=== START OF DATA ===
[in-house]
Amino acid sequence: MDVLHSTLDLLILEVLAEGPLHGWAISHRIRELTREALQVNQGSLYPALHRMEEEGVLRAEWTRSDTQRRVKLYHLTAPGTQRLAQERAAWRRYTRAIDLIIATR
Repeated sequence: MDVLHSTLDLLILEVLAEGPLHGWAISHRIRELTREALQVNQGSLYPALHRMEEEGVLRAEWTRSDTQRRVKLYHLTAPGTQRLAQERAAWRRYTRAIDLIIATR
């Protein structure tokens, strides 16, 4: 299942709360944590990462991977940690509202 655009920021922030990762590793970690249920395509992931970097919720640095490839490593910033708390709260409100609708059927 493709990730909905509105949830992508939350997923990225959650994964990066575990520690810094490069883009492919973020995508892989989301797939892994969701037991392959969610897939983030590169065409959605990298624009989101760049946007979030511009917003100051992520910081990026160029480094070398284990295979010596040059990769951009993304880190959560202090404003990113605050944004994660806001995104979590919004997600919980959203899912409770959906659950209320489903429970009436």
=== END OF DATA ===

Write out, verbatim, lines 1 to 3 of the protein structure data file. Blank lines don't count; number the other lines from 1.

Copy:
[in-house]
Amino acid sequence: MDVLHSTLDLLILEVLAEGPLHGWAISHRIRELTREALQVNQGSLYPALHRMEEEGVLRAEWTRSDTQRRVKLYHLTAPGTQRLAQERAAWRRYTRAIDLIIATR
Repeated sequence: MDVLHSTLDLLILEVLAEGPLHGWAISHRIRELTREALQVNQGSLYPALHRMEEEGVLRAEWTRSDTQRRVKLYHLTAPGTQRLAQERAAWRRYTRAIDLIIATR